In his haste to reply to a point not made in Crikey about Qantas, its newly appointed former ALP hack, David Epstein avoided providing any illumination on the sensitive issues for shareholders. He also ignores the growing unease over payments to former CEO Geoff Dixon, the question of why shareholders were taking a cut in pay and whether senior management and the board would follow their example.
One of Mr Epstein’s former gigs for the old ALP Government in the 1990s was running an organisation nicknamed the AniMaLS: the national media liaison service, or a bunch of spin doctors to push the Labor Government line on the taxpayer’s purse. Mr Epstein is a former chief of staff to Mr Rudd when he was Federal Opposition leader.
Spinning a line and avoiding answering questions is his craft.
Of course the Qantas board didn’t conspire to hold the meeting in Perth to avoid scrutiny. They have had trouble organising a termination payment for Geoff Dixon, so how could they organise a conspiracy?
That was Mr Epstein’s suggestion, not mine. He should really talk to former Qantas executives and board members about why the move really happened, especially the unease in facing the likes of Jack Tilburn and Stephen Mayne at AGMs.
He should also ask about the company policy of flying and paying for selected journalists to travel to Sydney for AGMs and other functions in past years. Perhaps he could suggest that Qantas offer a special fare deal (not on Jetstar) for small shareholders wanting to travel to Perth or Adelaide. After all the company is already spending thousands flying the board and senior management there, plus accommodation, why not extend the largesse to the owners, all of whom have lost income because the dividend is no longer in place.
If this offer can’t be made to shareholders because of the tough financial times, then why is the board spending all this money on the AGM in Perth? Shareholders would appreciate the need for sacrifices due to the strained circumstances Qantas now finds itself in. And that’s after shareholder income has been sacrificed by the board (whose members are still being paid).
Mr Epstein wrote yesterday:
He [Dyer] has had to concede Qantas is meeting in Perth as part of a long-standing policy to be accessible to shareholders across Australia, not just in Melbourne or Sydney. That can hardly be discriminatory. Nor did anyone suggest that when Qantas met in Brisbane last year.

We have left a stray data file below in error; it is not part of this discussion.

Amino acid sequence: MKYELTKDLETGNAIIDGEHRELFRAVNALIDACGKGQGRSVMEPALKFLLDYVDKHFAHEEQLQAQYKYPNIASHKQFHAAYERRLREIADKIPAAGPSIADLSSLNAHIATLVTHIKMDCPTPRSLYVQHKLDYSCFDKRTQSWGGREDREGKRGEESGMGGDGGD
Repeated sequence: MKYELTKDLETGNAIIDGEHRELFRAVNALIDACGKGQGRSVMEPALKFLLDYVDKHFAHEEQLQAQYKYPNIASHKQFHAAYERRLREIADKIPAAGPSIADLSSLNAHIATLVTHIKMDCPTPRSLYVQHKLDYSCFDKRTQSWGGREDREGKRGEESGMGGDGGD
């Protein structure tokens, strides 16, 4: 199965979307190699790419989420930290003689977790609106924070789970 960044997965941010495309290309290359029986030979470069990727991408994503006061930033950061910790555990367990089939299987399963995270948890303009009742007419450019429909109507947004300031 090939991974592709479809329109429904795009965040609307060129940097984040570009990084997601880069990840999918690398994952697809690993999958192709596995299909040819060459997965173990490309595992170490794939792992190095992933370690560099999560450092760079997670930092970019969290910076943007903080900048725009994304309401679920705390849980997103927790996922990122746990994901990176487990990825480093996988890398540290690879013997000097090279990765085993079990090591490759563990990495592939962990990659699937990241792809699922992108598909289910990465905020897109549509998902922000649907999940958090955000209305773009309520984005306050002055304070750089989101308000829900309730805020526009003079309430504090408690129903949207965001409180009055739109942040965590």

So what is the problem? Did Dyer secretly want to say that West Australians are less equipped than the rest of us to ask questions as Qantas shareholders? Obviously he couldn’t do that without the risk WA Crikey readers might just hold him to account and demonstrate they are just as capable of critical thought as other Australians.
And what will he say when the Qantas AGM is next held in Adelaide?
Because it was arranged sometime ago is the answer. But perhaps Mr Epstein can tell us how many non-institutional shareholders Qantas has in each of the States and Territories?
Shouldn’t Qantas be focused on giving as many shareholders as possible the opportunity each year to quiz its directors? And, as Qantas is no longer owned by the Government, it doesn’t need to satisfy minorities at the expense of the majority of its shareholders?
Perhaps Mr Epstein will explain to shareholders who have lost their dividends from the airline, why Mr Dixon deserved a $3 million payment, and why he deserved so much money since trying to lead the private equity buyout, while Qantas’ reputation for safety, reliability and reputation as a good employer went down the drain?
Perhaps Mr Epstein can explain what Qantas is doing to repair the damage done to the superannuation and other holdings of small shareholders from the decision of omit dividends for the time being. Perhaps Qantas can do the same for them as it rushed to do for Mr Dixon and compensate them. I’m sure they would only want the payments they have missed out on and not like Mr Dixon, receive compensation for something that didn’t eventuate?
This was the statement at the start of the 2009 annual report:
A priority for the new management team, led by Chief Executive Officer Alan Joyce, was to restore Qantas’ reputation for safety and reliability, which had been damaged by an industrial dispute and subsequent maintenance backlog; and two inflight incidents. By January 2009, Qantas had regained its industry leadership in domestic on-time performance. In March 2009, on the basis of its preliminary investigations, the Australian Transport Safety Bureau found the inflight incidents were related to manufacturing faults beyond Qantas’ control. And in June 2009, monthly customer satisfaction reached its highest level since 2003.
And who was in charge of Qantas before Mr Joyce and the “new management team” took over last November? Geoff Dixon and his management team, and by the way, many of the board who put their hands up to award him the $3 million the airline need not pay him.
Finally Mr Epstein can talk to Qantas director and former CEO, James Strong about AGMs, shareholders and performance. He also chairs Woolworths, a company with a far better track record than Qantas for profit growth, returns to shareholders, good management and aligning management’s remuneration with that of shareholders. Woolies has also gone walkabout to Melbourne and Brisbane, but the majority of AGMs since 2000 have been held in Sydney (including this year’s) where most of its shareholders reside, being a Sydney-based company, like Qantas.